That said, that's merely one man's opinion. As I've said repeatedly I think Hood was a good Regimental & Brigade commander, maybe even a good Divisional one but anything past that he was way out of his league. He deserves points for giving it a good shot but past that I don't see him as much of an improvement over Bragg. The men certainly didn't seem to think so... which I suppose is in itself quite an indictment. In my eyes the opinion of the men on the sharp end along w/ success are the most important factors in determining the quality of a General. Frankly, Hood comes up wanting, as does Bragg & JEJ. Do any of them get a fair shake by history? Hood at least had some redeeming qualities as did JEJ... Bragg well at least we aren't comparing him to anybody.



 Posted: Thu Feb 28th, 2008 12:13 am
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samhood
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Johan:

I wish Eric would have sat beside me in my high school math class and I might have made better than a C!  In all the years I have fussed to the world about Sword, the erroneous casualty "formula" he used for the TN Campaign eluded me...until Eric caught it.  So there's no shame in Eric finding someone's math error"-)

I agree with you on Johnston at Bentonville.  Although I sound like I'm condemning him for attacking when he wrote in his book that everything after the TN Campaign was hopeless, I realize that he was trying a last ditch Hail Mary, just like Hood at Franklin/Nashville.  I think Hood and Johnston got too involved with arguing after the war when really they had some things in common...namely each gave his all (and then some) when they came to the end.  It just bugs me that Hood's words and deeds often appear to be held to a different standard by scholars and authors...and that was the only point I was trying to make.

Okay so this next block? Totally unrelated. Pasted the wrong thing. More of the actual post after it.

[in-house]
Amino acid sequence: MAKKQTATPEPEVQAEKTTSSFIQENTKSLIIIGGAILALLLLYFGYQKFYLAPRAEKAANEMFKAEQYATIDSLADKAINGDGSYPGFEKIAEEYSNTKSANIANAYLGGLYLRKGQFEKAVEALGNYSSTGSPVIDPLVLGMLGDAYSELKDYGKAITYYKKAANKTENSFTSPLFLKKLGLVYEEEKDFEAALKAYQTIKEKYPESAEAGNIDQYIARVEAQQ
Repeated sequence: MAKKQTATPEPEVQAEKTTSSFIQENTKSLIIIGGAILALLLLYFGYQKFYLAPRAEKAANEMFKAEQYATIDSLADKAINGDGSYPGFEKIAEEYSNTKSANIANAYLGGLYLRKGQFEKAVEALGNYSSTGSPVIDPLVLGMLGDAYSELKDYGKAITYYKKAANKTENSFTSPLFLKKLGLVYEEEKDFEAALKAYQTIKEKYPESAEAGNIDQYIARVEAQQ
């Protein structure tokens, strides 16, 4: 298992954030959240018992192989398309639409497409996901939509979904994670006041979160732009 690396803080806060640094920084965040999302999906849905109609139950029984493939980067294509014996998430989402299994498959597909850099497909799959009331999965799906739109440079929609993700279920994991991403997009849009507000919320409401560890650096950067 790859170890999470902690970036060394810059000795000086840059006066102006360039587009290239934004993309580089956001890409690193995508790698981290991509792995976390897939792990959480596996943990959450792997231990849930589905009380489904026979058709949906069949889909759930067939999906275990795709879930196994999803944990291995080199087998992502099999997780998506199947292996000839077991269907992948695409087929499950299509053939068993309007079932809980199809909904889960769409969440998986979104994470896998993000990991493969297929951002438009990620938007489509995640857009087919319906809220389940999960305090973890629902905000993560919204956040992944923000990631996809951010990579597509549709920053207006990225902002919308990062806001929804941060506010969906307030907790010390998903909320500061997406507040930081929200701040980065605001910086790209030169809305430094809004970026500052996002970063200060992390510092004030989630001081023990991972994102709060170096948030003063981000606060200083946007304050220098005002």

And by the way, I am not a blind anti-Johnston zealot (not that you or anyone in this forum said I was)...I defend him when I think he was right.  One example is his retreat down the Virginia peninsula in 1862.  It was the correct thing to do.  Davis fussed about it but in that case Davis was wrong and Old Joe was right...in my opinion.

Throughout this forum you have indeed consistently acknowledged Hood's personal courage, and praised his work as a brigade and division commander.  (Although Val Giles of the Texas Brigade wondered "if Hood made the Texas Brigade or the Texas Brigade made Hood":-)  Hood probably was in over his head as an army commander, but he stayed with the cause when he could have retired and been praised to this very day as a Confederate hero.  Like Eric said, he didn't help himself much when he picked up a pen.  But then again, he was only 32 and 33 years old whe he was writing his Official Reports and correspondance.  He had no excuse for some things he wrote in his memoirs I suppose, but he was in a public blood fued with Johnston at the time and probably embellished on some subjects.  (Like just about every CW general did to some extent in their memoirs.)



 Posted: Thu Feb 28th, 2008 01:02 am
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EricJacobson
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Johan,

If you're ever in Franklin stop by and see me at Carnton.  I work there as the Associate Director and would love to meet you.  Thanks for listening as I tried to lay out my case.

Sam,

I'll see you at the conference.



 Posted: Thu Feb 28th, 2008 01:54 am
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Johan Steele
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Well I was hoping to meet up w/ Steve Cone this last summer but money was too short. Heck I didn't even get to Allatoona; at least I made it to Charleston & Columbia again.